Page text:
Signs of Addiction
We’ve all known at least one person who has struggled with alcohol or substance addiction, and we think we have a good idea of what that looks like. There are some well known signs of addiction that we tend to look for if we’re concerned about a person. If we know someone who uses alcohol or substances and have one or more of the following, it may be cause for concern, and perhaps intervention, if possible.
Changes in Personality
- a lack of interest in hobbies or activities that used to be important
- neglecting relationships or reacting negatively to those closest to them
- missing important obligations like work
- risk taking tendencies, especially to get drugs or continue certain behaviors
- ignoring the negative consequences of their actions
- distinct change in sleeping patterns that result in chronic fatigue
- increased secrecy, like lying about the amount of substance used or time spent
We tend to picture the uncle at the holidays who gets wasted and fights with everyone. The cousin who is a hot mess every weekend. The co-worker who disappears every so often for 3 months to go to residential rehab, even though they say it was a “spa”.
The Quietly Struggling
But there’s another level of struggle with alcohol and substances: the Quietly Struggling. This could look like:
- Parents who feel overwhelmed with having to juggle their professional and home life
- Executives who have an ever-increasing pressure to perform more, better, faster at work and don’t know how they will keep up
- Recent retirees who know they are fortunate but suddenly don’t know what to do with their life and feel overwhelmed at having to start over
- New parents who are trying to figure out who they are as individuals, a couple, and as parents and don’t have the support they need
- Any individual who feels like they have a “good life” but also feels anxiety, stress, or overwhelm from all or part of it and doesn’t feel like they can reach out for help
These are people who may hold prestigious positions in their company or community, who have a great family and appear to have it all. They are probably admired by their coworkers and neighbors. They may wonder if they are alone in feeling the weight of so much pressure, when everyone else around them seems to manage their own so well. They may even feel guilty for feeling burnt out and justify their inability to slow down or let things go because of the validation they get from the people around them that they are doing the right thing. But the Quietly Struggling are not handling the stress, the anxiety, or the feeling of overwhelm that seems to come with what they do in life. They are using alcohol and substances such as Xanax, marijuana, and pain relievers to cope.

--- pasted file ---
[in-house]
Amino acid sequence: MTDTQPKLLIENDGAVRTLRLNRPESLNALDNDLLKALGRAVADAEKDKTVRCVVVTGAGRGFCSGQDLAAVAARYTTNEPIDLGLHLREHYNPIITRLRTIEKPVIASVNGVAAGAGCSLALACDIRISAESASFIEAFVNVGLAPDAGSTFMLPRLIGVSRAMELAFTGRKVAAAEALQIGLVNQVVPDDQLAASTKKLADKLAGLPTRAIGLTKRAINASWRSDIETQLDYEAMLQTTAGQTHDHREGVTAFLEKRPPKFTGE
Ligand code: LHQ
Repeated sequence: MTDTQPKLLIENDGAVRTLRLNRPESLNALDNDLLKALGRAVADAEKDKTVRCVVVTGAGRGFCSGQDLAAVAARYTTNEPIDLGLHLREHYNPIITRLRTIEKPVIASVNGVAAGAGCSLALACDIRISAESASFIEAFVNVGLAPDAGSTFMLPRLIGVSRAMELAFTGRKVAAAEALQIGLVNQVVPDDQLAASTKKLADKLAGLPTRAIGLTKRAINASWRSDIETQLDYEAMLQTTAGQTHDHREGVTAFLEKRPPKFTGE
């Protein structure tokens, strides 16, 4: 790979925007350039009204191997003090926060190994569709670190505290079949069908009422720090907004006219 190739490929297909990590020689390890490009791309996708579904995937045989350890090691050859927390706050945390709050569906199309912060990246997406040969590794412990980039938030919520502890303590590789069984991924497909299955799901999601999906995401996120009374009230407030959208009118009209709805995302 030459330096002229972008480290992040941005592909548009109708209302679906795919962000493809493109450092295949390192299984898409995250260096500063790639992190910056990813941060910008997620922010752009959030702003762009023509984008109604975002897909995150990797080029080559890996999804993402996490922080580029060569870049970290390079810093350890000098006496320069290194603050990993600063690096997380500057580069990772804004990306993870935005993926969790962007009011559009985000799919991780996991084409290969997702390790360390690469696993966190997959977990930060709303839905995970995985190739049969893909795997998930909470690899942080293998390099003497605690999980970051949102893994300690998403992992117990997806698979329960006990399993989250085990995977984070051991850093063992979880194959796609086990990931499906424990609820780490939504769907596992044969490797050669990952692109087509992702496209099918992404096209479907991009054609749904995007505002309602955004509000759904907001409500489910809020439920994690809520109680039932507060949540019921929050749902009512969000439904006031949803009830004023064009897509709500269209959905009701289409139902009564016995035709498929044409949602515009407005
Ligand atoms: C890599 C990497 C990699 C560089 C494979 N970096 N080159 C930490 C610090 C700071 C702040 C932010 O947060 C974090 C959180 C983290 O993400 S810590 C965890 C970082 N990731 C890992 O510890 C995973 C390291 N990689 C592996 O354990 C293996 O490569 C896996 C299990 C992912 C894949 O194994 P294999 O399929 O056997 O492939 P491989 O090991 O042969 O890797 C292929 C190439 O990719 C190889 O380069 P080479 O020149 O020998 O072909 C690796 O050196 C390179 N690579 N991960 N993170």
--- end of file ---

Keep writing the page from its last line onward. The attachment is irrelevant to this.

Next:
It seems to make sense to turn to substances when you need them. Our society condones and even encourages this type of behavior: “Mommy’s little helper” is printed on wine glasses and Xanax and marijuana are known as a quick fix for the chronically overworked. They don’t call it “Happy Hour” for nothing! But for some, Happy Hour feels like a lifeline that they desperately to survive need rather than an occasional night out. For the Quietly Struggling, making it through the day so you can uncork and relax are a constant goal. Initially, it feels like self care. “Just one glass” and “I deserve this” are things we say to ourselves to justify our actions. But the more we lean on the alcohol or the substances to help us turn down the volume on our anxiety and temporarily take a break from the stressors, the more we need it to feel okay.
We call this the Quietly Struggling because typically it can take quite a long time of this routine before it causes big, splashy, undeniable problems in our lives, but the struggle is still very real. The struggle to make it through difficult situations without wine. The struggle to deal with life as it is, without an “aid” to make it more palatable. The struggle to hide how much we need those aids, and to deal with the headaches, weight gain, cravings, and general decline in health because of too much use.
We also know that the Quietly Struggling can easily tip over into full blown addiction crisis. A bad review at work, a lost job, a family struggle, or even huge things like a global pandemic can take someone who just drinks “a little” to a daily drinker, someone who uses substances “occasionally” to a person struggling with a full blown addiction.
We know this group of people may not feel they need the full residential treatment just yet, and they’re probably right. That’s why we offer a full array of outpatient services: full day treatment, half day treatment, a few times a week, and even simple Education Only groups for the most flexibility.
Are you one of the Quietly Struggling? Do you drink or use substances to manage your stress, anxiety, or burnout on an occasional or regular basis? Call us today to see if one of our services is the right fit for you: 800.556.2966